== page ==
Can Poultry bones produce green fuel?
Embrapa Agroenergia, one of the 43 research units of the Brazilian Agricultural Research Corporation, in cooperation with the conmpany Haka Bioprocessos, has started on october a new reasearch project aiming to process bone waste from birds into green diesel.
The research project
According to the Unit, the result could be achieved exposing bone waste to the process of hydrogenation, obtainig a composition close to that of the diesel oil. The whole treatment is explained by Itânia Soares, who leads the research team at Embrapa: “We will use the hydrogenation process to generate paraffinic hydrocarbons with properties similar to diesel from fossil sources and which differ from biodiesel, which is a mixture of fatty acid esters, as they present greater stability and greater calorific value”. The final product will meet several chemical and physical composition standards such as density, viscosity and calorific value before being approved. Embrapa Agroenergia has already experienced a process similar to the hydrogenation working on palm oil.
The team includes researchers Rossano Gambetta, Leonardo Valadares, Dasciana Rodrigues and Diogo Nakai, all from Embrapa Agroenergia and the project will last at least two years.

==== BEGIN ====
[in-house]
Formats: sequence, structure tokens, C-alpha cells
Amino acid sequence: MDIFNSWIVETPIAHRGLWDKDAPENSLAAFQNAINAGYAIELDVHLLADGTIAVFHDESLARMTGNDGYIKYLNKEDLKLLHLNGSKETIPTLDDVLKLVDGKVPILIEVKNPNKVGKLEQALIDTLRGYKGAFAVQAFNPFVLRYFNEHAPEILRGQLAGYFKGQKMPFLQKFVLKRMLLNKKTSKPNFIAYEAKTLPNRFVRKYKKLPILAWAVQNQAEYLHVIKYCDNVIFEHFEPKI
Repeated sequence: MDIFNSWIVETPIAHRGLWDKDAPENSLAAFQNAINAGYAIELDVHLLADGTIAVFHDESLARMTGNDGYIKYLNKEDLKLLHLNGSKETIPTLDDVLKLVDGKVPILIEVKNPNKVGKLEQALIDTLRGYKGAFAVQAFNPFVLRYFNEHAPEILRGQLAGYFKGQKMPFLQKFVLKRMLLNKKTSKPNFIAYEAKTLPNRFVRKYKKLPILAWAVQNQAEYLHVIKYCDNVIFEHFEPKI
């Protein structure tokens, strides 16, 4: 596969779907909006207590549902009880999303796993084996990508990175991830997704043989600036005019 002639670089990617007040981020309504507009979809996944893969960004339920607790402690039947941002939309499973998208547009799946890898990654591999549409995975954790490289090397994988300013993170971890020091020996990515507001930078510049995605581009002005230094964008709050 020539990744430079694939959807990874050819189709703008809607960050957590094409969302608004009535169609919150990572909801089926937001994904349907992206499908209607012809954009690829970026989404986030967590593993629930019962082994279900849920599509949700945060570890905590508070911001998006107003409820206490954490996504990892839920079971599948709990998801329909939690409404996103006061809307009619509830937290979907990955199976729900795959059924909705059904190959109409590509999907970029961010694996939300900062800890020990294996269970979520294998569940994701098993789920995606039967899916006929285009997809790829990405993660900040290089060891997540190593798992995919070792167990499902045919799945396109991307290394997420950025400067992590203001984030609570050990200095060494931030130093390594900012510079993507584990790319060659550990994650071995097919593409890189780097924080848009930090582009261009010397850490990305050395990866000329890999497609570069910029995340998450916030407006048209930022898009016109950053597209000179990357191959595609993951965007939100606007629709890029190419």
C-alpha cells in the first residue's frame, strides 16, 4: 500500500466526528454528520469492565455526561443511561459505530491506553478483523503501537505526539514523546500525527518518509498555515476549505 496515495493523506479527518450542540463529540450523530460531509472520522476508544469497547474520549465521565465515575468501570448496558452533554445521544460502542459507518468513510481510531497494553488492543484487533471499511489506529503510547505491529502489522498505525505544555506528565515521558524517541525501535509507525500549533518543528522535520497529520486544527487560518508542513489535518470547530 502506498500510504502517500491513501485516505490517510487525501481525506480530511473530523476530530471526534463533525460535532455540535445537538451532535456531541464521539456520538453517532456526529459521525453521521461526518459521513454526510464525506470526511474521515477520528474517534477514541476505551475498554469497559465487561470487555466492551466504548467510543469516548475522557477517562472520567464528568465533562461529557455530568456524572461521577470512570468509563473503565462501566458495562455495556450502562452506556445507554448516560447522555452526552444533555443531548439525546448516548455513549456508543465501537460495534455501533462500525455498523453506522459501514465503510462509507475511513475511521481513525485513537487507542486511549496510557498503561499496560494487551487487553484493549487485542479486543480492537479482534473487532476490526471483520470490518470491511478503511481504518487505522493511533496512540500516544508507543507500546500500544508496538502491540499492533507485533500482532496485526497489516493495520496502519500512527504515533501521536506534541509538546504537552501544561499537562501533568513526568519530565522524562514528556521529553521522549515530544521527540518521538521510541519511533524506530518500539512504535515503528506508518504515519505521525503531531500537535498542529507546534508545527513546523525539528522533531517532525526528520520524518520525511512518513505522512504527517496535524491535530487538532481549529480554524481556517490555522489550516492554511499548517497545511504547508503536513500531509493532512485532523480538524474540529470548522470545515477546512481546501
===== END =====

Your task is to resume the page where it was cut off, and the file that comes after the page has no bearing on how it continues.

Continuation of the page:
This initiative could have a positive impact on the ecosystem and in particular on the animal protein chain of the country, considering that green diesel or renewable diesel is not yet part of the Brazilian energy matrix: “”With the production of green diesel from bones, we will be inserting the animal protein chain as an important agent in the energy transition to a low carbon economy, offering renewable fuels and inputs for agriculture and promoting the circular economy for the decarbonization of its activities “, says the founder and CEO of Haka Bioprocessos, Cyro Calixto.
In other countries, green diesel is already employed and is part of the increase in the percentage of mixture with biodiesel, because it is a better quality fuel, less polluting and more efficient for vehicles.
This research could represent another step forward towards the ecosystem sustainability.